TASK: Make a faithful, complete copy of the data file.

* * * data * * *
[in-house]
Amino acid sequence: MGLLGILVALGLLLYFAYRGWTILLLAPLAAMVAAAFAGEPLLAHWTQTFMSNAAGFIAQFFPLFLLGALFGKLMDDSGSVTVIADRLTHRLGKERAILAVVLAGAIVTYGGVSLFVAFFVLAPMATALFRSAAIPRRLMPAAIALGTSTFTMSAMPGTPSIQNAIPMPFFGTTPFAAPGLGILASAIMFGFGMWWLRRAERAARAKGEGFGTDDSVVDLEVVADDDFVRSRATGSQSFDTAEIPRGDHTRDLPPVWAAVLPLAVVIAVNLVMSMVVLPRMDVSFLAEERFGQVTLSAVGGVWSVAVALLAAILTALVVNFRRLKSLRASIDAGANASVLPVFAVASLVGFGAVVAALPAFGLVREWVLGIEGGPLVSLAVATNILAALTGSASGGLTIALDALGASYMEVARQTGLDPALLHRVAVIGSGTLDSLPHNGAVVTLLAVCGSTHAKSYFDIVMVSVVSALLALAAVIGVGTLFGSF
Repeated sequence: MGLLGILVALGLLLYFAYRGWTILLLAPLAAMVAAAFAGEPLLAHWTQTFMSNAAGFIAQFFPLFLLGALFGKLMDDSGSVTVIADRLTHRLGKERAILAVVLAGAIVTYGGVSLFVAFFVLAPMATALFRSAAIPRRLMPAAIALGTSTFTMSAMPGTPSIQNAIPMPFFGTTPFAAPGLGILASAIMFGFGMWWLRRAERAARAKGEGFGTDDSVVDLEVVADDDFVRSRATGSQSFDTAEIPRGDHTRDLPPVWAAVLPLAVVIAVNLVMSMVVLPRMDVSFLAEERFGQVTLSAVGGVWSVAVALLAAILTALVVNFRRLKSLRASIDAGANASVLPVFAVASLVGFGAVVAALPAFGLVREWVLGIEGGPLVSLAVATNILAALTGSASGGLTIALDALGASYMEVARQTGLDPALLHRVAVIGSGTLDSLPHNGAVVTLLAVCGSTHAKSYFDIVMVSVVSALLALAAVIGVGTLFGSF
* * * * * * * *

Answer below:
[in-house]
Amino acid sequence: MGLLGILVALGLLLYFAYRGWTILLLAPLAAMVAAAFAGEPLLAHWTQTFMSNAAGFIAQFFPLFLLGALFGKLMDDSGSVTVIADRLTHRLGKERAILAVVLAGAIVTYGGVSLFVAFFVLAPMATALFRSAAIPRRLMPAAIALGTSTFTMSAMPGTPSIQNAIPMPFFGTTPFAAPGLGILASAIMFGFGMWWLRRAERAARAKGEGFGTDDSVVDLEVVADDDFVRSRATGSQSFDTAEIPRGDHTRDLPPVWAAVLPLAVVIAVNLVMSMVVLPRMDVSFLAEERFGQVTLSAVGGVWSVAVALLAAILTALVVNFRRLKSLRASIDAGANASVLPVFAVASLVGFGAVVAALPAFGLVREWVLGIEGGPLVSLAVATNILAALTGSASGGLTIALDALGASYMEVARQTGLDPALLHRVAVIGSGTLDSLPHNGAVVTLLAVCGSTHAKSYFDIVMVSVVSALLALAAVIGVGTLFGSF
Repeated sequence: MGLLGILVALGLLLYFAYRGWTILLLAPLAAMVAAAFAGEPLLAHWTQTFMSNAAGFIAQFFPLFLLGALFGKLMDDSGSVTVIADRLTHRLGKERAILAVVLAGAIVTYGGVSLFVAFFVLAPMATALFRSAAIPRRLMPAAIALGTSTFTMSAMPGTPSIQNAIPMPFFGTTPFAAPGLGILASAIMFGFGMWWLRRAERAARAKGEGFGTDDSVVDLEVVADDDFVRSRATGSQSFDTAEIPRGDHTRDLPPVWAAVLPLAVVIAVNLVMSMVVLPRMDVSFLAEERFGQVTLSAVGGVWSVAVALLAAILTALVVNFRRLKSLRASIDAGANASVLPVFAVASLVGFGAVVAALPAFGLVREWVLGIEGGPLVSLAVATNILAALTGSASGGLTIALDALGASYMEVARQTGLDPALLHRVAVIGSGTLDSLPHNGAVVTLLAVCGSTHAKSYFDIVMVSVVSALLALAAVIGVGTLFGSF